UFC 193’s Holly Holm Drawing Inspiration from Past Success as Underdog in Boxing Career

By Tristen Critchfield Nov 10, 2015
Holly Holm believes she can cause an upset in Melbourne. | Photo: TJ De Santis/Sherdog.com

When Holly Holm steps into the Octagon to face Ronda Rousey at UFC 193, it will have been 1,443 days since her last professional combat sports defeat.

Although she faces long odds against Rousey come Saturday night, it won’t be the first time the Jackson-Wink MMA representative has stared down doubt and skepticism.

On Dec. 2, 2011, Holm suffered a cringe-worthy knockout loss to Frenchwoman Anne Sophie Mathis in a boxing match at Route 66 Casino in her home state. It was the first loss for “The Preacher Daughter” in 24 professional bouts, a streak that dated back to 2004. What raised concern wasn’t so much that the loss occurred, however, but how it happened.

Mathis battered, bloodied and floored Holm in the sixth frame, and the dazed Albuquerquean ended the round in obvious peril as she staggered around the ring. In the seventh stanza, Holm found herself briefly trapped in the ropes after eating another slew of punches. Referee Rocky Burke somehow let the contest continue, and moments later, a practically defenseless Holm was sent crashing down into the ropes and the fight was mercifully halted.

In the aftermath, Burke took serious heat from critics and pundits for allowing Holm to fight as long as she did, particularly after the fighter became tangled in the ropes moments before the knockout occurred.

“I don’t think Rocky had the best night of his career,” Holm’s manager, Lenny Fresquez, told the Albuquerque Journal. ”... I do think he should have stopped the fight earlier [in the seventh round].”

It was a rare sight to see the technically sound Holm engage in a slugfest with an opponent, and it ultimately led to her demise. For most of her boxing career, and during her mixed martial arts foray as well, Holm has made her living on the outside, relying on movement and angles while avoiding serious damage. Holm later admitted to the Albuquerque Journal that she strayed from longtime coach Mike Winkeljohn’s game plan in the defeat.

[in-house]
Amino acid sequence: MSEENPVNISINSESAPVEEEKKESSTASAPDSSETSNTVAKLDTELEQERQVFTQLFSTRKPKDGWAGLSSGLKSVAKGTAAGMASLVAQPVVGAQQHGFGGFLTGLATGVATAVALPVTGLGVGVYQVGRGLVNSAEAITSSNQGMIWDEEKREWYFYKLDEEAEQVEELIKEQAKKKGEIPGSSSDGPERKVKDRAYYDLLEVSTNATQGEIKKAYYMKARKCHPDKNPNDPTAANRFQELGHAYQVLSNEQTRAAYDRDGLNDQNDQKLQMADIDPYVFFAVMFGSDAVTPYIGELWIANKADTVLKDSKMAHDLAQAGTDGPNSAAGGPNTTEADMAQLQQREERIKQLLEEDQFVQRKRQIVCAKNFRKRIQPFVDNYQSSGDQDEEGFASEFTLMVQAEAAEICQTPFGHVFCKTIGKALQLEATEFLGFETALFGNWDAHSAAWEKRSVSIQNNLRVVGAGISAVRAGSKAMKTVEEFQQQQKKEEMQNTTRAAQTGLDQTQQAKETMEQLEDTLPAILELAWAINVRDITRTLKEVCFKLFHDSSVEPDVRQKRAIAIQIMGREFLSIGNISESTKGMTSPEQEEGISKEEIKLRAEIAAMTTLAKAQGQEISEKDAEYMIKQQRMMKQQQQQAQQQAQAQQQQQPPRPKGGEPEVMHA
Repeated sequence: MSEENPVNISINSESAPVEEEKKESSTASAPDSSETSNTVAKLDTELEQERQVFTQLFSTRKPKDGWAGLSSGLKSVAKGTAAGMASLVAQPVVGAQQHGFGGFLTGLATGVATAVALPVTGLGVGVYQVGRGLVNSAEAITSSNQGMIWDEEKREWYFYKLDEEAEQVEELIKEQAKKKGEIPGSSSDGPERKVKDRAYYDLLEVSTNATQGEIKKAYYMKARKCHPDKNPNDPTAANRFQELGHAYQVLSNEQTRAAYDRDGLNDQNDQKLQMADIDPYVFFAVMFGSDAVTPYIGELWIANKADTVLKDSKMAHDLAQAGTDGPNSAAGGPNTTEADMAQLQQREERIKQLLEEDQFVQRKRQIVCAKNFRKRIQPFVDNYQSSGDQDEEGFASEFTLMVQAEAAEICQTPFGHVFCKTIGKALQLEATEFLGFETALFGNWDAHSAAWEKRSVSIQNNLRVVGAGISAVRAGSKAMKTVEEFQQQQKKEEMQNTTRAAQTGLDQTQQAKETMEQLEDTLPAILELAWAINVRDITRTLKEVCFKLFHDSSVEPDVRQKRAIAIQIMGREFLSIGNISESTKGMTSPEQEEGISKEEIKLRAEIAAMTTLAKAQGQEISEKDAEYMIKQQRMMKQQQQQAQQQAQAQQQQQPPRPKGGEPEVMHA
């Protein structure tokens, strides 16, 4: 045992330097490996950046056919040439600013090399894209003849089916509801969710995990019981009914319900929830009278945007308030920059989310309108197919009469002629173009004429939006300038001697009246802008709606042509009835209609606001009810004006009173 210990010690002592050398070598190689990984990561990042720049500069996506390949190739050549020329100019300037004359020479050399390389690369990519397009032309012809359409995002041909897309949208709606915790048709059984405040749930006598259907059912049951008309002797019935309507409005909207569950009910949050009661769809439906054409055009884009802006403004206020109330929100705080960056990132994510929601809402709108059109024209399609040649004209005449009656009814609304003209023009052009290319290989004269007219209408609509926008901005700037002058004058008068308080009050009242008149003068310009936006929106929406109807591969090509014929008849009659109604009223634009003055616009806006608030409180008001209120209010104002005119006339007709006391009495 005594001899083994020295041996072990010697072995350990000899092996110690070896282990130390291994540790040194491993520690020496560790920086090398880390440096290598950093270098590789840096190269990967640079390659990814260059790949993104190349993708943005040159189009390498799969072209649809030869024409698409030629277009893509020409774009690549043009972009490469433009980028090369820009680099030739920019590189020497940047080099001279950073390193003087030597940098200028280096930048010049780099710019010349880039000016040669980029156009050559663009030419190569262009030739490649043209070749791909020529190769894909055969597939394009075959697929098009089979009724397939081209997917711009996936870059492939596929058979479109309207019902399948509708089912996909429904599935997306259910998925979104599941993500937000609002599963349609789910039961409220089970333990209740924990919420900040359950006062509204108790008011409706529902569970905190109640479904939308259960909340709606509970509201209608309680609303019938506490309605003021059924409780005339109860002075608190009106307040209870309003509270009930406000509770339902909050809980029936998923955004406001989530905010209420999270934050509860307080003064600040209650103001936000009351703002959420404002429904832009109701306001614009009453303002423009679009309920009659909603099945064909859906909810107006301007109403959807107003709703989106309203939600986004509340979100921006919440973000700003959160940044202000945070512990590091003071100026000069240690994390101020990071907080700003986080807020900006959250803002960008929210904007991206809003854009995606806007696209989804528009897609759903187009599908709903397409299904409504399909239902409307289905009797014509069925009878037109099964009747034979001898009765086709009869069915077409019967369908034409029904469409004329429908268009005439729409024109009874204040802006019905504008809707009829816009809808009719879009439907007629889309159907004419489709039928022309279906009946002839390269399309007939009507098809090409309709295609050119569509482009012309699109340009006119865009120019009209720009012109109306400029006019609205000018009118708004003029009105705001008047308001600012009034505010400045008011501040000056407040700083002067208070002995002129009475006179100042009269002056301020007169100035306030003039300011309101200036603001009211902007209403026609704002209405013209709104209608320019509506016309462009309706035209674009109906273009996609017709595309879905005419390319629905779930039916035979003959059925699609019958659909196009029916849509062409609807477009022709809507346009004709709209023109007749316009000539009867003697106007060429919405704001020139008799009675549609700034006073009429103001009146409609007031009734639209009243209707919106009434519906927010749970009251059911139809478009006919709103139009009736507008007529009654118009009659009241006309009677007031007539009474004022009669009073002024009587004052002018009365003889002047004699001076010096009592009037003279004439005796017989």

Due to a rematch clause in their contracts, Holm and Mathis dueled again at the same venue seven months later. This time, a more strategic approach -- as well as a larger ring -- allowed Holm to avoid taking a similar amount of punishment en route to winning via unanimous decision. She hasn’t lost in boxing or in MMA since.

So when Holm is faced with doubters who question her ability to hang with Rousey, she finds herself drawing upon the experience that allowed her to rebound from the most devastating loss of her career to date.

“I’ve been the underdog more than once, and it’s fine with me. Every day in training I’m up against great training partners. Every day is a test for me so I don’t mind being an underdog,” Holm said during a recent conference call.

“I’d been knocked out cold by the French champion Anne Sophie Mathis and 21 out of her 24 wins were by KO, and hadn’t lost in 17 years, and she had just knocked me out,” she continued. “And I took the rematch with her because I believed I could beat her, and a lot of people thought I was crazy for doing that, and it was a huge thing that I took on, but I was able to get in there and avenge my loss and beat her.”

Meanwhile, Rousey has been a destructive force during her MMA career, finishing all but one of her 12 victories inside of a round. Her last three title defenses have lasted a combined 64 seconds. Holm, meanwhile, has gone the distance in her first two Octagon appearances, taking decision triumphs over Marion Reneau and Raquel Pennington.

Holm’s opportunity came earlier than anticipated, but even with the UFC’s promotional campaign focusing on her unblemished record in MMA and championship credentials in boxing, few outside her inner circle are giving the challenger much of a chance. Not surprisingly, the Las Vegas-based promotion has made no mention of Holm’s loss to Mathis. That’s OK, because Holm herself can play that -- and their subsequent rematch -- back in her head as inspiration as she readies herself for a champion known for making Instagram-friendly highlight reels out of respectable opponents.

“There’s been times I had to face opposition like that and had to believe in myself to get in there,” Holm said. “And I’ve done it before, but those times are when the victory is even better. The more that you go through for a fight and the more challenge that you’re up against, the better the victory is.”

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